@Kathy – Thanks for adding to the list! I like both questions. Especially the interview one. Great way to get the candidate to relax.

  38. SR SPHR says

    Hearing professionals speak fondly of using pop psychology interview questions like the manhole cover and biscuits is disappointing because you can’t draw objective, job-related conclusions from these. Sure, they’re fun. But this is serious business, not a game.

    Questions should be tailored to help you assess whether the candidate has the required attributes for the particular job. Every question should be linked to a must-have attribute and elicit the candidate to describe a situation they’ve encountered in their past experiences that reveal whether they have that attribute in sufficient strength to do the job well.

    No need to shy away from structured behavioral interviews for fear of them feeling like an interrogation. You can develop these into an easy conversation flow while getting the candidate to recall situations that help illustrate their approach. Nothing more strongly predicts the future than how a person has handled a similar situation in the past.

    So, “Tell me about a situation you’ve experienced . . .” will always be my favorite(s).

  39. says

    Thanks for commenting. I’ve never used manhole cover questions. Like you, I’m a big fan of anything starting with “Tell me about a time…” It hasn’t steered me wrong so far.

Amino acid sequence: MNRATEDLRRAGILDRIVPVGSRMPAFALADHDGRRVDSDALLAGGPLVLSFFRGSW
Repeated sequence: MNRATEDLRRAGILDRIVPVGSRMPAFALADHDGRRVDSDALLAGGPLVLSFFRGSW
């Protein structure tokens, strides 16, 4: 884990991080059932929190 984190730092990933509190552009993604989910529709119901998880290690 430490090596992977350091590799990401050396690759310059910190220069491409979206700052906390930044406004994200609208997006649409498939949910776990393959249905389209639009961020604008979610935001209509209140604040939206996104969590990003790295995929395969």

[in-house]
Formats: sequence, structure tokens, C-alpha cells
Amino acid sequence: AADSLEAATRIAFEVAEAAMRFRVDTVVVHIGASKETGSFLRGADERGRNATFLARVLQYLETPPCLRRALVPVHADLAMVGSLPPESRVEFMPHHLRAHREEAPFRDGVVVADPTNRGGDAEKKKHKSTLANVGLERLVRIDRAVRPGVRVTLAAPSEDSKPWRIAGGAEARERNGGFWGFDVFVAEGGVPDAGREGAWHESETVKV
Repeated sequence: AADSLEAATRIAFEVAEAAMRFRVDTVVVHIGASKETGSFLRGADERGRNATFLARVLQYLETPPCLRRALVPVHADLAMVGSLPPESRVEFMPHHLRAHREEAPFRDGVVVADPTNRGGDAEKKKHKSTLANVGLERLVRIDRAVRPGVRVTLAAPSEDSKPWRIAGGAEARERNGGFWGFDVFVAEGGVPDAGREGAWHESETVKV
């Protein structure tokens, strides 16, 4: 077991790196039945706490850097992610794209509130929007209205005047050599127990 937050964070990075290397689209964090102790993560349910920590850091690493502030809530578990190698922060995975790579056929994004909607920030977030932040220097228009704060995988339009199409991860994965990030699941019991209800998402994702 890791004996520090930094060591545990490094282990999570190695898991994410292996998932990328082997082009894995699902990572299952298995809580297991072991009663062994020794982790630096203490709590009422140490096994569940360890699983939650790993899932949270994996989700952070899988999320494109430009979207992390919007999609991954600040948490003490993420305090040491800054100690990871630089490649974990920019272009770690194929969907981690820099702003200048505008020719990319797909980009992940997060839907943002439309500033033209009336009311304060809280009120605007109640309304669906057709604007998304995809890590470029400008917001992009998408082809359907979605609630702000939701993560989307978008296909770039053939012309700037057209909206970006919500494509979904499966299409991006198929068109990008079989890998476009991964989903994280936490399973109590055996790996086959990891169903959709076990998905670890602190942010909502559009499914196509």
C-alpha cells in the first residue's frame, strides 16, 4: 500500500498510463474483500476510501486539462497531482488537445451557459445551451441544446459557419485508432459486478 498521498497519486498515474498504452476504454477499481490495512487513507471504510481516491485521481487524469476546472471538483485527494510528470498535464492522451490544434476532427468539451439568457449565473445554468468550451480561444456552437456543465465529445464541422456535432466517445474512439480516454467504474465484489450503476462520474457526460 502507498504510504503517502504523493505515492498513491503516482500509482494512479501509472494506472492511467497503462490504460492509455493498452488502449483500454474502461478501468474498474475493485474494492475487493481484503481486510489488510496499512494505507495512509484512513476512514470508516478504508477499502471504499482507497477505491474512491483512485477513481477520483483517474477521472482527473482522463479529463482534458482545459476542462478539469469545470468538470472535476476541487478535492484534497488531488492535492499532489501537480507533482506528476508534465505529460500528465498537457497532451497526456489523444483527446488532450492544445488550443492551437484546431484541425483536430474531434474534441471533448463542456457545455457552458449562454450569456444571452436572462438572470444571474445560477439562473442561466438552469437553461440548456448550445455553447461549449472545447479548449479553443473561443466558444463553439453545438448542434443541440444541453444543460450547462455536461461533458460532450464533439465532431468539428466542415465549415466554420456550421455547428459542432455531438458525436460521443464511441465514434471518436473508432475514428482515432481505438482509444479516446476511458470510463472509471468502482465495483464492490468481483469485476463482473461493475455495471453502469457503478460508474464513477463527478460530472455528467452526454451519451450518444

40. Michelle Todzy says

    Thank you to everyone who has contributed their favorite questions. I think I’ll be borrowing a few.

    One of my favorite questions is “What characteristics do you look for in a best friend and why?” Since many people are attracted to others with similar values to themselves, this is a way to get the candidate to share some of their own personal characteristics without getting the rehearsed strengths and weaknesses answer.

  41. says

    Very interesting question. It reminded me of the studies that say having a ‘best friend’ at work is key to employee engagement. Thanks for the comment Michelle!

  42. says

    The one I like to use at the end of an interview is, “What do you like to do in your spare time?”. I find it allows the person to relax and talk about something they are passionate about. It is amazing the kinds of interests people have!

  43. Maureen Boynton says

    Usually, the final question I ask is “So, say I offered you this position with our company, and you receive a couple other offers on the same day….tell me your top-three decision making factors…what’s going to make you pick one company over the others?”

  44. Hristo Georgiev says

    Just to add a bit more color to the list of questions, I would go with:
    “What do you most often lie about?”
    You would be amazed by the diversity of answers you can get.

  45. says